When I left that prison hole (grade school) and entered college. I felt this sort of liberation or freedom to do as I please. I could pick my own set of classes, I could miss class and no one would care, I never had to ask to go the bathroom, or raise my hand to talk. At first, it was kind of scary in a way...I had no one surveillance my every move.

As I look back on my college career and all of that freedom I had, I realized that I have picked up on some bad habits (and I'm not the only one.) This need for constant "stimulation overload," TV , internet/computers, I-pod , cell phones , laptop's ) as I like to call it.


Technology has persevered and as a result people, especially young adults, have become fixated on gadgets and new software or anything that will make something go in half the time as before.

Technology has made business transaction faster, leisure time faster, social life faster and people have learned that instant gratification is now possible.

Since the millennium, I think that people's lifestyles have changed. People have become more stressed out, worried, depressed, in a rush against time...and I think technology may be the reason. Attention deficit disorder (ADD) is also on the rise (or used as an excuse) and college students have become impatience and dissatisfied if there are not instant results.

Nowadays, when I sit down to read a book it is so hard to like it. I have forced myself to stare at a page for as long as it takes before I could grasp what I was reading. My attention span for slow paced readings and a teacher standing at the front of the room lecturing is lessening by the minute and I am determined to get it back.

I love technology and what it has done in my lifetime but I have suffered the consequences of constant stimulation. (Whenever I do Homework, the TV is on, my cell phones going off; I'm looking up movie times and the radio's blasting.)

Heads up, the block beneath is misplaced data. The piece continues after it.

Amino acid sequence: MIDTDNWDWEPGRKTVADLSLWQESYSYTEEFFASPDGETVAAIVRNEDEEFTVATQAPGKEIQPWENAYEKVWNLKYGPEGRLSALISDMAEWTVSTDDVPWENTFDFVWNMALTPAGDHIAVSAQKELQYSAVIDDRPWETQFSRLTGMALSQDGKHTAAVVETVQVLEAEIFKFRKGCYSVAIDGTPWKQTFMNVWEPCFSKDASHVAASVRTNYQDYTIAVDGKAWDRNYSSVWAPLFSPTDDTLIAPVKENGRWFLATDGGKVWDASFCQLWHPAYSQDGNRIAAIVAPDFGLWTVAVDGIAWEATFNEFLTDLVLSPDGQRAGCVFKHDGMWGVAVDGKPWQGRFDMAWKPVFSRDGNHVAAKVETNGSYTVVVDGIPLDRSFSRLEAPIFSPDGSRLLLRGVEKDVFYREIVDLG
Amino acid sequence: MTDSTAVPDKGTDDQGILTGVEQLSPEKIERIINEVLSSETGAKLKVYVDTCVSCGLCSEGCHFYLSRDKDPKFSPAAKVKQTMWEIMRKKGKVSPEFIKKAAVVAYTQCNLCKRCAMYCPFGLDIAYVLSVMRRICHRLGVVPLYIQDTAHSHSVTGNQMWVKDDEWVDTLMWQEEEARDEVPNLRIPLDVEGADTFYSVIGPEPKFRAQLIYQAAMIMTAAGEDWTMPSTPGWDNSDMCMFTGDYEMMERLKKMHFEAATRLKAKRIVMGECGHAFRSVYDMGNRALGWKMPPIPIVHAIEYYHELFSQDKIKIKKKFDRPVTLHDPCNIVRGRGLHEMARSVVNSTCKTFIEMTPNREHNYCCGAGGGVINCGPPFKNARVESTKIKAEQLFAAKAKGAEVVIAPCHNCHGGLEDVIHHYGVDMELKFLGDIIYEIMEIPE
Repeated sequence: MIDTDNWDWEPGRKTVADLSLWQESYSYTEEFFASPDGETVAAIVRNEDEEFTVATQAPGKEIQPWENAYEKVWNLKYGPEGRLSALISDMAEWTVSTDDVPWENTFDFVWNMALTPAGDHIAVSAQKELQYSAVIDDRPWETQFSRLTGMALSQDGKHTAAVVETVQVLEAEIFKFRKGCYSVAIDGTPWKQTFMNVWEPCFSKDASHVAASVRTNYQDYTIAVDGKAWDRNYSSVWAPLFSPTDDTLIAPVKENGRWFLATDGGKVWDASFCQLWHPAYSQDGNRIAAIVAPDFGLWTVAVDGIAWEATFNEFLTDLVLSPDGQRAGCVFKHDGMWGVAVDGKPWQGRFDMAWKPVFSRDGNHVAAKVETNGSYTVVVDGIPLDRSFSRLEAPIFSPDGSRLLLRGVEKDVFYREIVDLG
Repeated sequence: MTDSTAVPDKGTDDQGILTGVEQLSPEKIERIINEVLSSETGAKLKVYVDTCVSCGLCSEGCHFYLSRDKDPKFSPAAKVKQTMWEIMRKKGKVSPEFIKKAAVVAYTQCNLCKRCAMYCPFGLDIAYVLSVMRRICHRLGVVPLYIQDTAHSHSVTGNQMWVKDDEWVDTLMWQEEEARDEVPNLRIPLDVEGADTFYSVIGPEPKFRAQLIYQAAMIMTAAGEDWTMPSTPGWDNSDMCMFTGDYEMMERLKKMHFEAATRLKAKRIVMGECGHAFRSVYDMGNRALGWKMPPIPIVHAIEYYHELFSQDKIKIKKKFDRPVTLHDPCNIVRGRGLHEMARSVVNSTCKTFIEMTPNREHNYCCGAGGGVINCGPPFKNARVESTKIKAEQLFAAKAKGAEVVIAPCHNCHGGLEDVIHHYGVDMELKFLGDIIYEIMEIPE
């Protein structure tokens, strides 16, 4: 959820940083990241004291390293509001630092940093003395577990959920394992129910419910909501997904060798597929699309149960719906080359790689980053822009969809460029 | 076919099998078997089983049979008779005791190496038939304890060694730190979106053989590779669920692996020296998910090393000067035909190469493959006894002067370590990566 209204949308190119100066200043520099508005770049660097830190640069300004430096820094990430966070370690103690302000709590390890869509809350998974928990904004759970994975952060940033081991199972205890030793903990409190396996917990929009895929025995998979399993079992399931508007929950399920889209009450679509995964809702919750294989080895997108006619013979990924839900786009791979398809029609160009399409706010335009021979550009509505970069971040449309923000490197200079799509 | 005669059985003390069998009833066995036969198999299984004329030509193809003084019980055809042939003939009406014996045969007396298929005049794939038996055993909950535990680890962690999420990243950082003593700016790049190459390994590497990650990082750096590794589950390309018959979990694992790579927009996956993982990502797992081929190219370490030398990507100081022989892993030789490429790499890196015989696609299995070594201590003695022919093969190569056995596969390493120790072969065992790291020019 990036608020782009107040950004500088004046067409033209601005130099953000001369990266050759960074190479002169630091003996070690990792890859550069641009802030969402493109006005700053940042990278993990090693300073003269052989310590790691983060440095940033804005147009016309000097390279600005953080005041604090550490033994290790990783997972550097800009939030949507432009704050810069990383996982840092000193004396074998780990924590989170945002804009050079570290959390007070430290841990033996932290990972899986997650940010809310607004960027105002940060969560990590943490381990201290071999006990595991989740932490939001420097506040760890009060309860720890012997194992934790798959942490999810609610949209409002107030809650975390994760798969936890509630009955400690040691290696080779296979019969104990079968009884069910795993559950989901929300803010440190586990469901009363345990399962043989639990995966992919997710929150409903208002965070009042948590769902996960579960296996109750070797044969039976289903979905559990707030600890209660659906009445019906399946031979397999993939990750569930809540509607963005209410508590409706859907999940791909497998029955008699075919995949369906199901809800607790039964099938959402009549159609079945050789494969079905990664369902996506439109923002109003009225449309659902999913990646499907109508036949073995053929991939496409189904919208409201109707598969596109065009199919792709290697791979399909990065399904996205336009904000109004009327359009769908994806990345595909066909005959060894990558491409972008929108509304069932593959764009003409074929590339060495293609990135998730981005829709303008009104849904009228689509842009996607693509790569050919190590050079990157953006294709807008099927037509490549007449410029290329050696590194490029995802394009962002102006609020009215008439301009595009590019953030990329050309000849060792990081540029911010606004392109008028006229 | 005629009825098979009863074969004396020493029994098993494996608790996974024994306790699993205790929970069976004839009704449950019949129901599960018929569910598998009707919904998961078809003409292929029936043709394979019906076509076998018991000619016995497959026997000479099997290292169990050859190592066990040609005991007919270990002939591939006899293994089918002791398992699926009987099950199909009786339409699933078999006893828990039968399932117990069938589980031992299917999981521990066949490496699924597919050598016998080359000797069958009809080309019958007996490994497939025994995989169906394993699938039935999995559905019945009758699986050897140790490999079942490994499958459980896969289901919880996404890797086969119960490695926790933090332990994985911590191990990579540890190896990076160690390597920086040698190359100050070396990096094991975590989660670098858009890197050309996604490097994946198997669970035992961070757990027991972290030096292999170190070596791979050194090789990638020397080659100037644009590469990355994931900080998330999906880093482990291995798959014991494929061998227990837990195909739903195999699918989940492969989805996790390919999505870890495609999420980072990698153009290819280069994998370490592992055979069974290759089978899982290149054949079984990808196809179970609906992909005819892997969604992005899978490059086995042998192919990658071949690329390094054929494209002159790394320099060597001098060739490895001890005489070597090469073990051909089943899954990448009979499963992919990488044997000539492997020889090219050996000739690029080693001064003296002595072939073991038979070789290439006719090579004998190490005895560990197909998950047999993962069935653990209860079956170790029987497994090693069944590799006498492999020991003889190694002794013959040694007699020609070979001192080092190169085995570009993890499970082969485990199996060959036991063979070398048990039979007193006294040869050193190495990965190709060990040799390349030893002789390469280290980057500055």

Back then, my mom says she was happy and proud to put herself through college..."not everyone was as privileged as I was," she said...and receive such a reputable degree...I hope I feel that same way when I end this chapter of my life and in the meantime I will respect my professors as if they were doing me favor and spread the word.

The bottom line is, college students misbehavior in classrooms is getting out of hand. Students should pay to go to college because they want to gain knowledge and learn skills for the future. But not only that, they learn to treat their teachers with pure and utter respect for taking the time (and the low pay cuts) to fill young minds with knowledge and advice they won't get anywhere else. What if their boss was standing up there?

3 Comments:

Blogger Dennis G. Jerz said...

Excellent post. I blogged my own reaction at http://jerz.setonhill.edu/weblog/permalink.jsp?id=4336

I hope you keep writing.

9:49 PM  
Anonymous charlotte said...

good thoughts. definitely true about students' disrespect toward professors. also true about technology and constant overstimulation. your last paragraph says it all.

3:13 AM  
Anonymous Fluff said...

insightful
what can we do?
I think we need to define and encourage polite behavior around our new technology.

1:05 AM